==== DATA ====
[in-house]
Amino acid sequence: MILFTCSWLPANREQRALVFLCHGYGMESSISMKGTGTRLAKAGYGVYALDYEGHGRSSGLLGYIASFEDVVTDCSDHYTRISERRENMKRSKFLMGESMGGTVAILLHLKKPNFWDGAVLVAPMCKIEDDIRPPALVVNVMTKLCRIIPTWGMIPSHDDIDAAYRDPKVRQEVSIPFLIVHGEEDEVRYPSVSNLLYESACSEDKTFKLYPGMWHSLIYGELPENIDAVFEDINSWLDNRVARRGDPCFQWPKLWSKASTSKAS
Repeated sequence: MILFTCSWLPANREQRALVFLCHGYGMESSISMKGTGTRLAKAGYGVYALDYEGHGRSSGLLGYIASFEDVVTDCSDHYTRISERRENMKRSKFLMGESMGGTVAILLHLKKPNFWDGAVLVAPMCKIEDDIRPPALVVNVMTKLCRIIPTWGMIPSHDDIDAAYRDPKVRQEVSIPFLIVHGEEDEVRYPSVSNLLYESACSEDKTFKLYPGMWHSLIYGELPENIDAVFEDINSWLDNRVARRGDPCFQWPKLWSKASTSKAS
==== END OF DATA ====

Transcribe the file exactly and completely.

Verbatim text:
[in-house]
Amino acid sequence: MILFTCSWLPANREQRALVFLCHGYGMESSISMKGTGTRLAKAGYGVYALDYEGHGRSSGLLGYIASFEDVVTDCSDHYTRISERRENMKRSKFLMGESMGGTVAILLHLKKPNFWDGAVLVAPMCKIEDDIRPPALVVNVMTKLCRIIPTWGMIPSHDDIDAAYRDPKVRQEVSIPFLIVHGEEDEVRYPSVSNLLYESACSEDKTFKLYPGMWHSLIYGELPENIDAVFEDINSWLDNRVARRGDPCFQWPKLWSKASTSKAS
Repeated sequence: MILFTCSWLPANREQRALVFLCHGYGMESSISMKGTGTRLAKAGYGVYALDYEGHGRSSGLLGYIASFEDVVTDCSDHYTRISERRENMKRSKFLMGESMGGTVAILLHLKKPNFWDGAVLVAPMCKIEDDIRPPALVVNVMTKLCRIIPTWGMIPSHDDIDAAYRDPKVRQEVSIPFLIVHGEEDEVRYPSVSNLLYESACSEDKTFKLYPGMWHSLIYGELPENIDAVFEDINSWLDNRVARRGDPCFQWPKLWSKASTSKAS